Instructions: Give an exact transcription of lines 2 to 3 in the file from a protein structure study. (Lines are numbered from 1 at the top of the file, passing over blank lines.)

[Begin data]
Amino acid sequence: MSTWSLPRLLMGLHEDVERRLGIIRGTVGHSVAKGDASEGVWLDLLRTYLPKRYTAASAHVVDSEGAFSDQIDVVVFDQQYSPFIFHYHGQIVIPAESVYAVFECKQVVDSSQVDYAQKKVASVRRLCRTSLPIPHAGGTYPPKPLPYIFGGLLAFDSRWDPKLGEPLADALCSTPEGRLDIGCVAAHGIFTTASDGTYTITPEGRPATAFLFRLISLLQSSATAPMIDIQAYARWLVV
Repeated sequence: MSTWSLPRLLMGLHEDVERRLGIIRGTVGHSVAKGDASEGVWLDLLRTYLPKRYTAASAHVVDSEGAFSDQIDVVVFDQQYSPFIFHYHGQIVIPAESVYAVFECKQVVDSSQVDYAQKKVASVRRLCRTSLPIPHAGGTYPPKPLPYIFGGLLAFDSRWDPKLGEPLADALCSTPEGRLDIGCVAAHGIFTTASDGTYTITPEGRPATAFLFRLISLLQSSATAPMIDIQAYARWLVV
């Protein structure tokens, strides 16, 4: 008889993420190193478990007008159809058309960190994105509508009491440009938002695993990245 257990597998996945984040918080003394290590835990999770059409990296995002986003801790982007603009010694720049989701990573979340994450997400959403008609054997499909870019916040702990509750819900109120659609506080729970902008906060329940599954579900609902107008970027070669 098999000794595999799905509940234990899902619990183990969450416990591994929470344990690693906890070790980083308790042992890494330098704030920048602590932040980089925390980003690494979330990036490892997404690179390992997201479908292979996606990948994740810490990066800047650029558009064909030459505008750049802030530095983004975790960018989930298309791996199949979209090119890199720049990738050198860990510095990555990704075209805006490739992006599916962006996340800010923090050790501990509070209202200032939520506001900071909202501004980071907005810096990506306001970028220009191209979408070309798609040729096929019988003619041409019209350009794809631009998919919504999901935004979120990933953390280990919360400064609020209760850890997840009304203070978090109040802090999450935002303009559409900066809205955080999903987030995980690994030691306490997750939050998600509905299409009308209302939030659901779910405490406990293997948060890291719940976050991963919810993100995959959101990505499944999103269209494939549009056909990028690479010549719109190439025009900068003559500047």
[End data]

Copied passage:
Repeated sequence: MSTWSLPRLLMGLHEDVERRLGIIRGTVGHSVAKGDASEGVWLDLLRTYLPKRYTAASAHVVDSEGAFSDQIDVVVFDQQYSPFIFHYHGQIVIPAESVYAVFECKQVVDSSQVDYAQKKVASVRRLCRTSLPIPHAGGTYPPKPLPYIFGGLLAFDSRWDPKLGEPLADALCSTPEGRLDIGCVAAHGIFTTASDGTYTITPEGRPATAFLFRLISLLQSSATAPMIDIQAYARWLVV
């Protein structure tokens, strides 16, 4: 008889993420190193478990007008159809058309960190994105509508009491440009938002695993990245 257990597998996945984040918080003394290590835990999770059409990296995002986003801790982007603009010694720049989701990573979340994450997400959403008609054997499909870019916040702990509750819900109120659609506080729970902008906060329940599954579900609902107008970027070669 098999000794595999799905509940234990899902619990183990969450416990591994929470344990690693906890070790980083308790042992890494330098704030920048602590932040980089925390980003690494979330990036490892997404690179390992997201479908292979996606990948994740810490990066800047650029558009064909030459505008750049802030530095983004975790960018989930298309791996199949979209090119890199720049990738050198860990510095990555990704075209805006490739992006599916962006996340800010923090050790501990509070209202200032939520506001900071909202501004980071907005810096990506306001970028220009191209979408070309798609040729096929019988003619041409019209350009794809631009998919919504999901935004979120990933953390280990919360400064609020209760850890997840009304203070978090109040802090999450935002303009559409900066809205955080999903987030995980690994030691306490997750939050998600509905299409009308209302939030659901779910405490406990293997948060890291719940976050991963919810993100995959959101990505499944999103269209494939549009056909990028690479010549719109190439025009900068003559500047």